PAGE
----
AT&T posted another substantial round of video subscriber losses for the fourth quarter of 2019, rounding out a year of mass erosion to its satellite TV business.
The company said it lost 945,000 premium video subscribers from its DirecTV and U-verse businesses and another 219,000 subscribers to its AT&T TV Now streaming video service. All together the company posted a net loss of 1.164 million video subscribers during the final quarter of 2019.
AT&T lost a net 3.43 million traditional video subscribers in 2019. The company now has 19.473 million traditional video subscribers, down 15% annually. The company also lost 665,000 AT&T TV Now subscribers in 2019, bringing the total down nearly 42% to 926,000.
Although AT&T’s DirecTV customer exodus is still happening at an alarming rate, the losses did show some signs of improvement over the 1.16 million premium video subscribers lost in the third quarter.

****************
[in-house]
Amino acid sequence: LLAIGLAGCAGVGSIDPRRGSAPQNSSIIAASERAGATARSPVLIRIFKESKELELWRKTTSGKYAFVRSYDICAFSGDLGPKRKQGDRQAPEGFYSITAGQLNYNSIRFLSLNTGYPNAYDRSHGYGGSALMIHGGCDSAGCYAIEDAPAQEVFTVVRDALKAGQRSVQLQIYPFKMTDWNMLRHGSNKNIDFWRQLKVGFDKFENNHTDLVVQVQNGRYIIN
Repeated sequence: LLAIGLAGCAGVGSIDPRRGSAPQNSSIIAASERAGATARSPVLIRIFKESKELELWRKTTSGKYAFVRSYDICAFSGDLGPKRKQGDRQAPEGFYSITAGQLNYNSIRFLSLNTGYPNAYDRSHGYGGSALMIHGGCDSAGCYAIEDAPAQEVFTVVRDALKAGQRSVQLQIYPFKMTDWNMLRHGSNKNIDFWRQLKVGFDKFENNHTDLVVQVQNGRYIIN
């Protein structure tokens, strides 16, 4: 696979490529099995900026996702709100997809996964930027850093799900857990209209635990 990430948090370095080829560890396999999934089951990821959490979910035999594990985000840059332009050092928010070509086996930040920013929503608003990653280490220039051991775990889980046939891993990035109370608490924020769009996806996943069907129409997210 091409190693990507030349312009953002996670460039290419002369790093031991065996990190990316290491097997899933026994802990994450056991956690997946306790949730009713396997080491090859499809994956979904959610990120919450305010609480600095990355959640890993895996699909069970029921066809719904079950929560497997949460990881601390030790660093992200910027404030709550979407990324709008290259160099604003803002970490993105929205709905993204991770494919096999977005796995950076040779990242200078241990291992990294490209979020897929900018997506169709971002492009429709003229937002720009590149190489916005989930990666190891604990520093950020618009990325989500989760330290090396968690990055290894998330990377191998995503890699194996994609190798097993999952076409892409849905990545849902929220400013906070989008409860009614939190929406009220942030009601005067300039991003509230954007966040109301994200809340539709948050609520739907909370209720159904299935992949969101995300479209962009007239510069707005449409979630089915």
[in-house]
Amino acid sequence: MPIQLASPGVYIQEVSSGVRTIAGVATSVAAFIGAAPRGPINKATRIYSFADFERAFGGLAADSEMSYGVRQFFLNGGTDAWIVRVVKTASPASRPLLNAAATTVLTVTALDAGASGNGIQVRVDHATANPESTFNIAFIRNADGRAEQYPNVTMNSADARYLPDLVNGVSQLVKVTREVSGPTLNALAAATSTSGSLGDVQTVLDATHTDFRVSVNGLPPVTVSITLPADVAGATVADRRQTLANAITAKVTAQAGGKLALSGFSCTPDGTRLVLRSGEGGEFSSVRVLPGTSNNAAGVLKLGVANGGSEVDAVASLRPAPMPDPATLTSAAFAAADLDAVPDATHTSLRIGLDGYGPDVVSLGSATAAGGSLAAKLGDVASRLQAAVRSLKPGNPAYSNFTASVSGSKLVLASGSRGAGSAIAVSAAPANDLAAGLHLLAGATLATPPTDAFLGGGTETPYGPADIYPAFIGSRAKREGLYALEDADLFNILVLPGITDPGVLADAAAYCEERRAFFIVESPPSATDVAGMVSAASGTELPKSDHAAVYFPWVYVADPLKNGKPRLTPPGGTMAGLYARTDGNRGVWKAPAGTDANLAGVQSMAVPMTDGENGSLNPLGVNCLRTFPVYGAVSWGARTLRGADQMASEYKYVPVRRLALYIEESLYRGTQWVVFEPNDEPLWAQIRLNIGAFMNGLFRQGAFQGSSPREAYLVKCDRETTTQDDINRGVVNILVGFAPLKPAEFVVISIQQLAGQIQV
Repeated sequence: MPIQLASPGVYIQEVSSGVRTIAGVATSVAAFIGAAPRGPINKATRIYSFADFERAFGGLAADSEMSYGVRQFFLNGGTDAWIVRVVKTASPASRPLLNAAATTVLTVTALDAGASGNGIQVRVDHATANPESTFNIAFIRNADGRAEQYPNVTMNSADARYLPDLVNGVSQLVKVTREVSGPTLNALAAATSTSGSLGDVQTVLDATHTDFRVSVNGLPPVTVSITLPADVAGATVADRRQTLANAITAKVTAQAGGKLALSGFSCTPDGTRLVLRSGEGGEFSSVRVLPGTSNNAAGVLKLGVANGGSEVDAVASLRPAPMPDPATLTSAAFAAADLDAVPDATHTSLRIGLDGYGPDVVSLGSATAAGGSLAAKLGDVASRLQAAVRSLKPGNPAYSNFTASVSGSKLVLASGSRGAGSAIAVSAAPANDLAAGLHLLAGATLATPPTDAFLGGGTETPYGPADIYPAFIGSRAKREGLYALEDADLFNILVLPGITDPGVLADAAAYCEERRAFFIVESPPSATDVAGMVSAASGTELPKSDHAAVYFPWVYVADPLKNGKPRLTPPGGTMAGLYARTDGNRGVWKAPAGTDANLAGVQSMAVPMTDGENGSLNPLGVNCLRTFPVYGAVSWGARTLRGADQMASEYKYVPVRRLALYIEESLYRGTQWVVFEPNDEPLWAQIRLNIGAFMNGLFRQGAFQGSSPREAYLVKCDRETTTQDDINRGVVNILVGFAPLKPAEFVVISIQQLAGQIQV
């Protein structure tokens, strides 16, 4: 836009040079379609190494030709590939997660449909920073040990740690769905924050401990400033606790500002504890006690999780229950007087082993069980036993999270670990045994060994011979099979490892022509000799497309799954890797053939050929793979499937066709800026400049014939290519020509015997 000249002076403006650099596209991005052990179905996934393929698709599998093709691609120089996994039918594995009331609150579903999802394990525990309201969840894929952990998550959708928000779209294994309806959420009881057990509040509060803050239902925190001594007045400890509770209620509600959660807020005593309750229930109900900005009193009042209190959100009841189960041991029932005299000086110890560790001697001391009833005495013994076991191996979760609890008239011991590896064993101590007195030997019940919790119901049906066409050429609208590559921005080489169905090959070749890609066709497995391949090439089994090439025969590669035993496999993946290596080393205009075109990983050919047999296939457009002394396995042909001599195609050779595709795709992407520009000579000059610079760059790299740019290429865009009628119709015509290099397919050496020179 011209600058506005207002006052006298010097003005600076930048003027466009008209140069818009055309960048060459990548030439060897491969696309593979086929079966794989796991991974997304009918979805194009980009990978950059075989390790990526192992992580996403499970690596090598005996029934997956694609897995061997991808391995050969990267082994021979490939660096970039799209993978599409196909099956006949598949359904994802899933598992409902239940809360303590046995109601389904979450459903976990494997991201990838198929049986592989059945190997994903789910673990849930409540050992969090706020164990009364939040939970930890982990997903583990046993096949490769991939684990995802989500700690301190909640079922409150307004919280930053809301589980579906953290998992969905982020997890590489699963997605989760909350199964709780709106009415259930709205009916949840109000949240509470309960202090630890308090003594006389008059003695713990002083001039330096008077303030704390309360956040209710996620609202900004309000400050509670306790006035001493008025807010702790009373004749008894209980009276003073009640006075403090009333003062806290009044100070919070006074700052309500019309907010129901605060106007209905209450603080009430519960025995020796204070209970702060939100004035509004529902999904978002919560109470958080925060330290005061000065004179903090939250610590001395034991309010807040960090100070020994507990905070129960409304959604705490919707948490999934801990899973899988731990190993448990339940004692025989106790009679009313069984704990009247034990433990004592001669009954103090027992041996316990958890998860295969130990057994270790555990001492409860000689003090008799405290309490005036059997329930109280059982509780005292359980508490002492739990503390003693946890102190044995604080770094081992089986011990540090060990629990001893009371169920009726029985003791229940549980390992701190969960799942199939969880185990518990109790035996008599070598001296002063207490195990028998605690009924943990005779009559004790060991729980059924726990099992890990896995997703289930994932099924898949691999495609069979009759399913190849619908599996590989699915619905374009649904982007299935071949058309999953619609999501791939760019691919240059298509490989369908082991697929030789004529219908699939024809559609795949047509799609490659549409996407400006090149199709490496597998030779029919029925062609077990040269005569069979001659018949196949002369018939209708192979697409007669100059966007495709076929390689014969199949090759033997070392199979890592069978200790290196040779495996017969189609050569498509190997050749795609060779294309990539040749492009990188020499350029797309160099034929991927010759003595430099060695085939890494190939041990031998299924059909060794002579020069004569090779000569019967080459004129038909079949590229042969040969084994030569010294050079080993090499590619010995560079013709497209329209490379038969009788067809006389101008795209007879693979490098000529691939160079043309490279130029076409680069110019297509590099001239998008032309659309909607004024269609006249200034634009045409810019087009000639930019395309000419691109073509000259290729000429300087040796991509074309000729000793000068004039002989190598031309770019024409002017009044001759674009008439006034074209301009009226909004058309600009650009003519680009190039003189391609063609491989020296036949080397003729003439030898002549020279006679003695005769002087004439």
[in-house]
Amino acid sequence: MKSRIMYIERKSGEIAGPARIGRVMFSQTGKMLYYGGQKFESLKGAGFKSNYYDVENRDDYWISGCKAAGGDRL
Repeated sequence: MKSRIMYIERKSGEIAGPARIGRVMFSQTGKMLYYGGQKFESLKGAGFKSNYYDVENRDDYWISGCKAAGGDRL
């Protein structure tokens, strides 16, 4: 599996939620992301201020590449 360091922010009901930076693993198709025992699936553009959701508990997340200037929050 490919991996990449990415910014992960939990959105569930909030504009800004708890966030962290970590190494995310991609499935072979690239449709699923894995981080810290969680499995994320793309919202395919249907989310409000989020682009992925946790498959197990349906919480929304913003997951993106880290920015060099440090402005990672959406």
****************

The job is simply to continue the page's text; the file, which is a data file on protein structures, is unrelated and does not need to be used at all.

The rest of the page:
The continued video subscriber losses negatively impacted quarterly earnings for AT&T’s entertainment group. Video revenues fell 7% to about $8.07 billion and were only partially offset by a 2.7% increase in broadband revenues. Overall, the segment revenues fell 6.1% to $11.23 billion and operating income fell 9.7% to $746 million.
The WarnerMedia business also experienced a downturn during the fourth quarter, which AT&T attributed in part to forgone licensing revenue as the company gets ready to launch its HBO Max streaming service in May. Turner revenues rose 1.6% and HBO revenues rose 1.9% but Warner Bros. revenues fell 8%. Overall the segment’s revenues fell 3.3% to about $8.9 billion and operating income fell 9.5% to approximately $2.45 billion.
AT&T's consolidated revenues for the fourth quarter totaled $46.8 billion, down from $48 billion in the year-ago quarter. Operating income was $5.3 billion versus $6.2 billion, which the company said was partly due to a $1.3 billion write-off of certain copper facilities.